- Perennial allergic rhinitis persists throughout the year or for most of the year and is often associated with house dust mite and animal dander. It may aggravate seasonally.
Non-Allergic Non-Infectious Rhinitis
Not all the causes of non-allergic non-infectious rhinitis discussed below are grouped according to the sub-categories of non-allergic non-infectious rhinitis.
Environmental airborne irritants often trigger acute rhinitis and passes shortly after removing the trigger factors. This may be seen with :
- Smoke – cigarette, fires
- Industrial pollution , smog
- Strong odors – perfumes
- Certain gases – ammonia, chlorine, hydrogen sulfide.
Cold air, dry environments and air conditioning are other known environmental triggers although it is not due to irritants. These environmental triggers are usually associated with a change in blood flow in the nasal lining. This may be linked to parasympathetic stimulation and is known as vasomotor rhinitis.
Inhalation of organic and non-organic dusts and other airborne irritants may be seen in occupational rhinitis.
Foods, usually hot and spicy foods, may trigger rhinitis. This is known as gustatory rhinitis and is temporary, passing within a few minutes to a few hours.
Hormonal rhinitis is frequently seen with fluctuations in the female hormones in particular. Women with a history of allergic rhinitis tend to find that the condition aggravates throughout pregnancy and with the use of hormone contraceptives. Other pregnant women, with no history of immune-mediated hypersensitivity, may experience rhinitis from the second trimester onwards. It also occurs with other endocrine disorders like hypothyroidism.
Rebound rhinitis is a result of long term and excessive use of decongestants and nasal corticosteroid sprays which were initially prescribed for a chronic runny nose, sneezing and nasal congestion. Discontinuing these medicines will result in a temporary aggravation of the symptoms, which is often reported to be worse that the original presentation before starting the medication.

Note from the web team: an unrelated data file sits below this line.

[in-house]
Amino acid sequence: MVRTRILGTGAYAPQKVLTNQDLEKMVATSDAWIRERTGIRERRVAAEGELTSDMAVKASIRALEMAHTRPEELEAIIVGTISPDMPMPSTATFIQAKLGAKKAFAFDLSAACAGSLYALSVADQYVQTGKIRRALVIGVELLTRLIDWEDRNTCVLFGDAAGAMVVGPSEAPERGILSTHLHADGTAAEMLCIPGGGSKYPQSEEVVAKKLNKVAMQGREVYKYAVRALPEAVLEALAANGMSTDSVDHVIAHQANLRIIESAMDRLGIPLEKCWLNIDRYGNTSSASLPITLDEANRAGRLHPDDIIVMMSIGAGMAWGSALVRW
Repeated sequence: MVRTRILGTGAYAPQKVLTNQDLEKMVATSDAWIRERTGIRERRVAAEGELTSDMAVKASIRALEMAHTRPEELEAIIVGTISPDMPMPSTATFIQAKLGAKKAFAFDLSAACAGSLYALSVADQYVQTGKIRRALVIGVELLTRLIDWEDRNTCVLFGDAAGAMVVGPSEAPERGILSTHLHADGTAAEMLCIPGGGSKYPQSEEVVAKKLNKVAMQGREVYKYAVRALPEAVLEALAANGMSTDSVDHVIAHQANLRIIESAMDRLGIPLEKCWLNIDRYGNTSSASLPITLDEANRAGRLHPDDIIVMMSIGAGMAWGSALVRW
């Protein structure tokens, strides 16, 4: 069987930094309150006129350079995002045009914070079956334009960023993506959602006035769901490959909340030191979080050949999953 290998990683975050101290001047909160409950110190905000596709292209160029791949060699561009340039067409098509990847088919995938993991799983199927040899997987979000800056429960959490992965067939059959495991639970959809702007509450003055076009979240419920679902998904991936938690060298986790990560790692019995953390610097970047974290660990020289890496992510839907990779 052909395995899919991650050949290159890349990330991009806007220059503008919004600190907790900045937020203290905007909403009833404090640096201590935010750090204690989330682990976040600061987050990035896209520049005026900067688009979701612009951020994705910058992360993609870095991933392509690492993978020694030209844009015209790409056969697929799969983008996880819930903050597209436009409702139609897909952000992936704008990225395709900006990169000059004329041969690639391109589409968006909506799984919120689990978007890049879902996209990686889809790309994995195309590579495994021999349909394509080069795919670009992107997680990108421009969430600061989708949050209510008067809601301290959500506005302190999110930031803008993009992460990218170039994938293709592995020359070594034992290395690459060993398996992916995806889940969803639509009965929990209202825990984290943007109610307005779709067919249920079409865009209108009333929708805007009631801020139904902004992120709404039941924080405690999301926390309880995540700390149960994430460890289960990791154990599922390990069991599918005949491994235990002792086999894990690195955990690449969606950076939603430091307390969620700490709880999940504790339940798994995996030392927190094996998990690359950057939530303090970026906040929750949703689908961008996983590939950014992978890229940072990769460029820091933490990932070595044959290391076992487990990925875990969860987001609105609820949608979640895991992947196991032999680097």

Drug-induced causes (iatrogenic) of rhinitis is a result of taking certain medication. This may be seen with the use of drugs for hypertension, anti-inflammatories, erectile dysfunction and anxiety. It is more likely to occur in a person with a previous history of rhinitis and may persist for short periods after stopping the medication.
Foreign bodies lodged in the nasal passages may also cause as the lining is irritated by this object and attempts to expel it. Symptoms are often unilateral and a blood-tinged discharge may be noticed. The presence of a foreign body may also result in a secondary infection, usually bacterial, with a foul smelling discharge. This is more frequently seen in children.
Structural defects and growths may be seen with a deviated septum, nasal and paranasal tumors and nasal polyps. A perforated septum, often linked to vigorous nose picking and cocaine snorting, may also cause rhinitis.
Non-allergic rhinitis with eosinophilia syndrome (NARES) or eosinophilic rhinitis is a type of immune-mediated rhinitis although it is not associated with an allergy. An increased concentration of eosinophils may be present in the nasal lining often mediating the inflammatory response.
Atrophic rhinitis is where the nasal lining shrinks and becomes less vascularized. This is seen with age and diseases like Wegener’s granulomatosis.
Article reviewed by Dr. Greg. Last updated on October 22, 2010